Two years ago, the Red Sox signed Hanley Ramirez to a four-year, $88 million dollar contract, with a fifth-year vesting option worth an additional $22 million. In case you are terrible at math like me, that meant the Red Sox allocated $110 million to Hanley Ramirez to play left field, a position he had never manned before.
In left, Hanley Ramirez was a disaster. The agony finally ended in May, when Ramirez crashed into the left field wall against the Tampa Bay Rays and needed to be taken out of the game. It was announced that Ramirez had a shoulder sprain, which nagged him for the rest of the year. Ramirez would end the season with a .249 batting average and 19 home runs in 401 at-bats, while also being rated as the worst defensive left fielder in the American League. Hanley has always been dubbed as a player that does not want to work hard, but would rather play baseball on occasion, while certainly cashing his check every two weeks. Unfortunately, it showed in 2015.
This Spring, it was announced that Ramirez would be transitioning to first base, another position that he had never played before. Ramirez reported to camp early, spent extra time trying to learn the position, and played hard throughout Spring Training. Nonetheless, local media outlets were dead-set on Han-Ram's demise, and rightfully so. Ramirez never gave fans, the Red Sox, or anyone else a reason to believe in him.
Fortunately, the 2016 season has changed all of that, at least for me. At the plate, there has never been a question about Hanley's ability. In 2006, Han-Ram was able to win Rookie of the Year with a .292 batting average, 17 home runs and 59 RBIs while playing shortstop with the then-Florida Marlins. After being selected to his first All-Star Game in 2008, Ramirez finished second in the MVP voting and won the National League batting title with a .343 average the following year.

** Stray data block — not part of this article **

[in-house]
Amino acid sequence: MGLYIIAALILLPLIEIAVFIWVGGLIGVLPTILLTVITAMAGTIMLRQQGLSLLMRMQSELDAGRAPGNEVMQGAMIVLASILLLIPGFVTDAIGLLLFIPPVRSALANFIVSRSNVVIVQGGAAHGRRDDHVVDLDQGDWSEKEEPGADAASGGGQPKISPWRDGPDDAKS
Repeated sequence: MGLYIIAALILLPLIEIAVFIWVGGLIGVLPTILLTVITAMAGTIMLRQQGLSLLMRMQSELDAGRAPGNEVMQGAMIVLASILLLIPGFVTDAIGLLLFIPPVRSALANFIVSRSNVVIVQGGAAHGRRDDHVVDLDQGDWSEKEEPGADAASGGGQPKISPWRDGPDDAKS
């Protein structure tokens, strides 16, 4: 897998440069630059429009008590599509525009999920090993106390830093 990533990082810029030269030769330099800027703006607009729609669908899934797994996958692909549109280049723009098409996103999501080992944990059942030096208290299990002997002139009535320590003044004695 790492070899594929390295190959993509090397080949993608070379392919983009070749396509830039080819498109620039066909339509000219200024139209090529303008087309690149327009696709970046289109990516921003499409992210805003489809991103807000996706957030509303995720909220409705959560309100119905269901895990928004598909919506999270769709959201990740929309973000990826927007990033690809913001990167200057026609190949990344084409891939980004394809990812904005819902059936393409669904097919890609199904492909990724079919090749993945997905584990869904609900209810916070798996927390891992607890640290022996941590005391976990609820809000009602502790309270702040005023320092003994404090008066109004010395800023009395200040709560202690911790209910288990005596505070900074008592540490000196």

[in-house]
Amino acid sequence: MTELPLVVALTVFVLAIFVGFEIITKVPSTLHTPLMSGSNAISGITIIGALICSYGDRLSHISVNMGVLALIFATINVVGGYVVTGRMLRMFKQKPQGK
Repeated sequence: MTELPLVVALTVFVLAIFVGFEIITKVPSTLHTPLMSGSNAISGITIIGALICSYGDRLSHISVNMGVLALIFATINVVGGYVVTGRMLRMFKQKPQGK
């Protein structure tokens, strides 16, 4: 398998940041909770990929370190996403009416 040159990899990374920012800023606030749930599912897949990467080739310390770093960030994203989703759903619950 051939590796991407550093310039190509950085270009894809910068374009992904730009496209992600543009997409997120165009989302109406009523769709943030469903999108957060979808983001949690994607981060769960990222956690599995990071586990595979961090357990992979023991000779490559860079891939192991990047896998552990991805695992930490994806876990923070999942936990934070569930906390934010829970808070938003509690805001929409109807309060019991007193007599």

This season, Ramirez has made an effort to use all areas of the ballpark in hopes of driving the ball, instead of trying to launch home runs like he was trying to do last season. In 133 games, Ramirez has batted .284 with 25 home runs and 100 RBIs. None of his home runs were bigger than last night, when he launched a three-run home run in the bottom of the ninth inning with two outs to seal a 7-5 walk-off victory against Dellin Betances and the New York Yankees.
However, Ramirez' biggest question mark, especially this season, was his defense. Notice how I used "was" there? That's right, Ramirez has been a defensive rock at first base, wielding a .996 fielding percentage (four errors) in 120 games at first base.
The light at the end of the tunnel for Red Sox fans, especially last season, was that the Red Sox would be able to eventually move Hanley Ramirez to designated hitter once it was made apparent that David Ortiz would retire at the end of the 2016 season. However, now, the Red Sox have the luxury of keeping Ramirez at first base if they want to go out onto the free agent market and sign a Jose Bautista or Edwin Encarnacion-type of player.
Like Rick Porcello, maybe all Hanley needed was a year to adjust to a different market and a new league? Or maybe he was just being lazy and got a wake-up call last season. Regardless, I am glad to have Han-Ram aboard for a crazy end to the 2016 season and hopefully a dead playoff run.